So you want to become a firefighter? Like most public safety career paths, the firefighting career field is competitive. Check out this special article series for a breakdown of what you should and shouldn’t do as you prepare to join the fire service, as well as what you can expect from a fire service career.

The process may look daunting, but it’s worth every step to don that bunker gear.

6. Police and Sheriff’s Patrol Officers

Stress level: 93/100

Are you looking to become a police officer? Check out this special article series that breaks down everything prospective cops need to know – from finding the right agency to making it through the application process, to entering the police academy and ultimately starting your first day on the force.

5. First-Line Supervisors of Correctional Officers

Stress level: 93/100

Working in a leadership role in a correctional facility is challenging. If you’re new to the role or considering applying for a promotion, read this article that outlines the six principles of effective leadership for correctional officers. And for those who have experience in a leadership role, which principle would you say is the most important for new hires or up-and-comers? Email us at and we’ll add your suggestions to this article.

4. First-Line Supervisors of Police Officers and Detectives

Stress level: 94/100

So, you want to be chief of police? Read this article to learn more about the testing process and what you can do to position yourself if an opportunity presents itself. And for those who aspire to become a chief one day, this article includes best practices to help young new chiefs succeed in the first few years on the job from four longtime police chiefs.

If you’re not quite ready for the chief role, but still want to get a police promotion, learn more about improving your odds for promotion here.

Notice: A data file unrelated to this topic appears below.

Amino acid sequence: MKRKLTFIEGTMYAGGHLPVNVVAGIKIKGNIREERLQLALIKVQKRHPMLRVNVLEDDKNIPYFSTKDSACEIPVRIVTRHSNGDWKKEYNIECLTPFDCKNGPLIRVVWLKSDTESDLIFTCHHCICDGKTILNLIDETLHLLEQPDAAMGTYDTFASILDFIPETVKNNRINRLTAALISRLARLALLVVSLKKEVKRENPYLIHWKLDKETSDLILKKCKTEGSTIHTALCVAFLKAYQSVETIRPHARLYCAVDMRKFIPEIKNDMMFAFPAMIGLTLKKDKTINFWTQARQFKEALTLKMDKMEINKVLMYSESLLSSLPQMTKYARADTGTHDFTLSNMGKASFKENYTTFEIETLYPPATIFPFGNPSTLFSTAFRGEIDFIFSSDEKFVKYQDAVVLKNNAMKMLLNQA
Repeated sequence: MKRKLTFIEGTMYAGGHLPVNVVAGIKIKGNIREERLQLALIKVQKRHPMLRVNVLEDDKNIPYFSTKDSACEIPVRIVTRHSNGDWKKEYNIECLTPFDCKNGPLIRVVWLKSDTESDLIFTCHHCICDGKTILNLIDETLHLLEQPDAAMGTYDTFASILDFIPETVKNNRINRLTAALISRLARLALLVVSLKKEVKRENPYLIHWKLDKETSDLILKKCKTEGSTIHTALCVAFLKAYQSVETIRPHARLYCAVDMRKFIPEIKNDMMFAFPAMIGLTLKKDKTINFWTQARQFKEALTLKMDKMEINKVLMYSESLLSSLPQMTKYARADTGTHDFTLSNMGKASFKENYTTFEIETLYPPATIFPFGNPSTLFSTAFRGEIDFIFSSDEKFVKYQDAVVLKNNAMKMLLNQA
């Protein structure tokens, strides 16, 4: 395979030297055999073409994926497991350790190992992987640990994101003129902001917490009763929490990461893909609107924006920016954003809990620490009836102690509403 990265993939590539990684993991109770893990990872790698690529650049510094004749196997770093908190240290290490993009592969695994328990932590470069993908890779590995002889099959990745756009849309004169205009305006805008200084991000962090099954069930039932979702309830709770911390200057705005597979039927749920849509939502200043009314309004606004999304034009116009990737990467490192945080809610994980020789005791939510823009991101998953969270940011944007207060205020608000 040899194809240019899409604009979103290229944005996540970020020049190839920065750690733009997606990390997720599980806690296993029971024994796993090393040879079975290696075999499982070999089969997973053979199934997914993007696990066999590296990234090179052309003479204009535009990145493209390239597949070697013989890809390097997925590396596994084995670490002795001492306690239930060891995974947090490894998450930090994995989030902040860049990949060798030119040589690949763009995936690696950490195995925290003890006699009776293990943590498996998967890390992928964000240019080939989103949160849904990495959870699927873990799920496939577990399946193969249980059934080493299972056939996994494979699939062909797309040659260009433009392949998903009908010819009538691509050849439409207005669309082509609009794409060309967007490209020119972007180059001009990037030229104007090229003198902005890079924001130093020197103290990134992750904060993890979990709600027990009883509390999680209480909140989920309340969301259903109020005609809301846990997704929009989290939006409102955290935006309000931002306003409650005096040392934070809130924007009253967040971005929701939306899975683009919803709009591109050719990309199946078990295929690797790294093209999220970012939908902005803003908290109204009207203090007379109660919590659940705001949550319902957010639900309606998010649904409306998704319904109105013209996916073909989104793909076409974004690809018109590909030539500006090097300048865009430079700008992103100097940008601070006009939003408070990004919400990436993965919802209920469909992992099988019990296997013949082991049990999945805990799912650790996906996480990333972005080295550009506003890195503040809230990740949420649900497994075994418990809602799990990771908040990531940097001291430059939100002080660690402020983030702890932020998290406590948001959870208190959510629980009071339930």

3. Correctional Officers

Stress level: 94/100

Are you thinking about becoming a correctional officer?

Because the job isn’t for everyone, we’ve created a list of five things you need to think about before taking that first step. Once you’ve decided it’s a career path you want to follow, read this article to learn about what to expect when you’re a new correctional officer, including what the application and interview process looks like.

2. Transit Police Officers

Stress level: 97/100

Earlier this summer, New York City Mayor Eric Adams announced a new policy that would no longer require transit officers to patrol in pairs. The change, he said, would double officers’ patrol areas. However, the change came to a screeching halt after an officer was attacked on the first day of the new patrol initiative.

Nearly a month later, video captured a violent brawl between NYPD officers and two teens in a Manhattan subway station, putting the spotlight on transit officer assaults once again in the Big Apple. To combat crimes near or in the subway stations, N.Y. Governor Kathy Hochul announced a plan in September to install security cameras in nearly 6,500 subway cars.

1. 911 Dispatchers

Stress level: 97/100

Do you want to become a 911 dispatcher? There is a significant level of stress and responsibility as a dispatcher. In this role, you aren’t ever seen, but you are heard. And the things you hear may be tough and sometimes traumatic, leading to the importance of dispatchers becoming more involved in debriefs to help them achieve emotional recovery.

Read this article to learn more about what it takes to become a dispatcher. And if you need to hear it from someone firsthand, check out this article by Ricardo Martinez, dispatcher and creator of #IAM911 movement, where he reflects on his dispatch career and life-changing moments as a 911 dispatcher.